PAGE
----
Table 5: Portsmouth City Council ’ s high impact response (P ORTSMOUTH C ITY C OUNCIL , 2012).

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2.2.1.5 Post-pandemic recovery phase

During the post-pandemic recovery phase, illness will be on the decline towards normal seasonal levels and, thus, significantly reduced in terms of severity. Apart from that, the number of persons on sick leave will return to usual levels. The measures that will be adopted in the postpandemic recovery phase are summarised in Table 6.

Table 6: Portsmouth City Council ’ s post-pandemic recovery phase (P ORTSMOUTH C ITY C OUNCIL , 2012).

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2.2.2 Communication

The aim of the communications strategy consists in ensuring that clear, accurate, and timely information is provided to key target audiences, including Portsmouth residents, city council staff and other stakeholders before, during, and after a pandemic influenza.

Portsmouth City Council has excellently translated this requirement into practice by identifying the following objectives for its communication strategy:

Before a pandemic influenza

- Education and information of key target audiences about the potential impact a pandemic influenza could have on the city, preparation of residents and businesses for a potential reduction in services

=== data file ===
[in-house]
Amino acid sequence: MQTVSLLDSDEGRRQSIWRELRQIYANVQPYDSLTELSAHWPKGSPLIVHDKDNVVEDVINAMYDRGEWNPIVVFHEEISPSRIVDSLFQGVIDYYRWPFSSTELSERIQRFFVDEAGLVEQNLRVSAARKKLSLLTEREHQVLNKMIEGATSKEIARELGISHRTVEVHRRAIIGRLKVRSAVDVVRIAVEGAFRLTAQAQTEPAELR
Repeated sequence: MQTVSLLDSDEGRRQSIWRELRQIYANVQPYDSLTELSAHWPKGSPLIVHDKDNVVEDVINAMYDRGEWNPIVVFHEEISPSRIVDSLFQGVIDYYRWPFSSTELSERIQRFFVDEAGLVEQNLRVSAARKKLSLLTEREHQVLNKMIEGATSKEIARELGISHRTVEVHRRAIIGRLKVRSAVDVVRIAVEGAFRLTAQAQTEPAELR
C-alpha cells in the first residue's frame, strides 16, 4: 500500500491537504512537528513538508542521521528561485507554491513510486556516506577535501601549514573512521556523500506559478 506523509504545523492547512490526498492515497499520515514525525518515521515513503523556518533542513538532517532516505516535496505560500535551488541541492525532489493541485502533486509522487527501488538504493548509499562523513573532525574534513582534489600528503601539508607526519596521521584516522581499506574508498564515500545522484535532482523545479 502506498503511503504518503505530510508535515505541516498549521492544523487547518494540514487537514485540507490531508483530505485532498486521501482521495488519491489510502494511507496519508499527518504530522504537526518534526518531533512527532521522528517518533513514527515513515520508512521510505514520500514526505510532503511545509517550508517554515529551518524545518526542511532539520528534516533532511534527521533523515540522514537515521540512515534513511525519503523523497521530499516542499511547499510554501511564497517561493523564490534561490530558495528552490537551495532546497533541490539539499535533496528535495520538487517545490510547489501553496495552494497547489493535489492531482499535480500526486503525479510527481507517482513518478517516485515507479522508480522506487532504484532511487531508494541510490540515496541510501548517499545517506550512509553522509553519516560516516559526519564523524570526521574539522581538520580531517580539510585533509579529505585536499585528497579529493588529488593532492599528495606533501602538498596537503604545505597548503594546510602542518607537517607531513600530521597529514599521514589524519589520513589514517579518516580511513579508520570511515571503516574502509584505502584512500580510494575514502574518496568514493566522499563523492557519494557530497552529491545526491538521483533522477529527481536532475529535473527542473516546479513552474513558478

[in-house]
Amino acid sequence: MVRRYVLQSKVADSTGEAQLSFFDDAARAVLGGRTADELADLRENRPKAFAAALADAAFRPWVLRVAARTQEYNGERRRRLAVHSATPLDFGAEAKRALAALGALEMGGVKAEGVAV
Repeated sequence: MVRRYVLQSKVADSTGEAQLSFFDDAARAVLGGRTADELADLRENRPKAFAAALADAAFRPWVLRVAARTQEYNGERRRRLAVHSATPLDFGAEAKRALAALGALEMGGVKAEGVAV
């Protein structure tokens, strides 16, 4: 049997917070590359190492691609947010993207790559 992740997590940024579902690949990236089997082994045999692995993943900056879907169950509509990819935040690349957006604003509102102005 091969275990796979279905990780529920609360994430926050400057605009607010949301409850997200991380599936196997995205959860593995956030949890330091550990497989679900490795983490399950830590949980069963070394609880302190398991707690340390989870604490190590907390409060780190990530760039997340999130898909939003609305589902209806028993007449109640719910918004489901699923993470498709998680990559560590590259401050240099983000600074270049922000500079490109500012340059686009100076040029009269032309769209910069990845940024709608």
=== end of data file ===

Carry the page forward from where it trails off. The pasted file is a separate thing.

- Encouragement of residents and businesses to make their own preparations for a pandemic influenza in order to minimise the impact on business and daily life
- Education of city council staff about the potential impact of a pandemic influenza on the organisation and their own work in order to ensure they are informed about their responsibilities to keep the essential services going

During a pandemic influenza

- Warning and reassurance of key target audiences about the city-wide response to a pandemic influenza as well as reinforcement of key national and regional health messages
- Dissemination of accurate, timely, and trusted information about the impact of the pandemic on city council services to key target audiences